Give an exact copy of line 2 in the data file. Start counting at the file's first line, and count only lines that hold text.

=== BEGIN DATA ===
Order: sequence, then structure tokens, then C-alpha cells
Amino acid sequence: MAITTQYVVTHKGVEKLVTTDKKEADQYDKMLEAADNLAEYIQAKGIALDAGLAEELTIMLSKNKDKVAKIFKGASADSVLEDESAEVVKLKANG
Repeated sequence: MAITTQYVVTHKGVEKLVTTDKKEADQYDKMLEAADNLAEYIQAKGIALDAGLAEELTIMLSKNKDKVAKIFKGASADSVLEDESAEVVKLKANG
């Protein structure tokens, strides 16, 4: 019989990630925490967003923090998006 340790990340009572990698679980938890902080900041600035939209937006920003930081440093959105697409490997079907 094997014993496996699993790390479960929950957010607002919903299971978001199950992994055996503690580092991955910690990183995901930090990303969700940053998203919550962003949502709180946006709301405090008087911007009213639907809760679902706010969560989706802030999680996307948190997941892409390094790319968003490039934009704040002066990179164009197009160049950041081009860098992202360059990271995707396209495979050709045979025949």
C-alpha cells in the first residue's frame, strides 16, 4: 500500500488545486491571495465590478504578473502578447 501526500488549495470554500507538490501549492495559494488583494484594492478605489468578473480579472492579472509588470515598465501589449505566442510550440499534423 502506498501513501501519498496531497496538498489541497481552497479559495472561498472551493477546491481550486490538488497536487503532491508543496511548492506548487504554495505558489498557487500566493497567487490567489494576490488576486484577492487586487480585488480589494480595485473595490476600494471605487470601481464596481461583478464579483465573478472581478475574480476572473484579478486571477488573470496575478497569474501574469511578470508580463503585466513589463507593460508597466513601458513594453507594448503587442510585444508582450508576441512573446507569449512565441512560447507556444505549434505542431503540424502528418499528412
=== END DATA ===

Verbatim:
Amino acid sequence: MAITTQYVVTHKGVEKLVTTDKKEADQYDKMLEAADNLAEYIQAKGIALDAGLAEELTIMLSKNKDKVAKIFKGASADSVLEDESAEVVKLKANG